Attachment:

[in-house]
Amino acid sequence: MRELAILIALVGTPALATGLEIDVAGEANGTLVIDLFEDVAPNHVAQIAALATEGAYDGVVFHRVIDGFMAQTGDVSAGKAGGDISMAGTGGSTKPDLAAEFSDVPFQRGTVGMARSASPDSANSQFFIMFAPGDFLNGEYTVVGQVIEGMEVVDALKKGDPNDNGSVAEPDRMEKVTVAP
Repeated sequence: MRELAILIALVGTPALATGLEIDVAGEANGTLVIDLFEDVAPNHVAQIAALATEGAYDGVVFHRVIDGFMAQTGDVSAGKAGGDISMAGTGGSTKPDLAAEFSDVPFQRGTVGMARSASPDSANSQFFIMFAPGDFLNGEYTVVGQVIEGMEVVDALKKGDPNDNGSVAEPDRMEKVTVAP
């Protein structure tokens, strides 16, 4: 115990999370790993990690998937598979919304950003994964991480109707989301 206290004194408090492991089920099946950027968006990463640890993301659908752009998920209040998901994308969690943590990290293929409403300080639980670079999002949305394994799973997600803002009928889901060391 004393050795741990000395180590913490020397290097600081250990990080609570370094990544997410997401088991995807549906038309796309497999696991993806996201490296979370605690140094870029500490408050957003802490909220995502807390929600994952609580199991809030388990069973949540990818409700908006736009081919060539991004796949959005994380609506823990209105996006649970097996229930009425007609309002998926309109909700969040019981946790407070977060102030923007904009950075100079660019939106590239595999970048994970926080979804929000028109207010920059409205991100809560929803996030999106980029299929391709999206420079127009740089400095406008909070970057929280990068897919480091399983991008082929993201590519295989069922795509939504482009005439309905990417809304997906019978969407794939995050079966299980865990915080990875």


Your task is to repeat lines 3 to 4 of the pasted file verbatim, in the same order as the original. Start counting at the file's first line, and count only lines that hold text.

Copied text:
Repeated sequence: MRELAILIALVGTPALATGLEIDVAGEANGTLVIDLFEDVAPNHVAQIAALATEGAYDGVVFHRVIDGFMAQTGDVSAGKAGGDISMAGTGGSTKPDLAAEFSDVPFQRGTVGMARSASPDSANSQFFIMFAPGDFLNGEYTVVGQVIEGMEVVDALKKGDPNDNGSVAEPDRMEKVTVAP
């Protein structure tokens, strides 16, 4: 115990999370790993990690998937598979919304950003994964991480109707989301 206290004194408090492991089920099946950027968006990463640890993301659908752009998920209040998901994308969690943590990290293929409403300080639980670079999002949305394994799973997600803002009928889901060391 004393050795741990000395180590913490020397290097600081250990990080609570370094990544997410997401088991995807549906038309796309497999696991993806996201490296979370605690140094870029500490408050957003802490909220995502807390929600994952609580199991809030388990069973949540990818409700908006736009081919060539991004796949959005994380609506823990209105996006649970097996229930009425007609309002998926309109909700969040019981946790407070977060102030923007904009950075100079660019939106590239595999970048994970926080979804929000028109207010920059409205991100809560929803996030999106980029299929391709999206420079127009740089400095406008909070970057929280990068897919480091399983991008082929993201590519295989069922795509939504482009005439309905990417809304997906019978969407794939995050079966299980865990915080990875």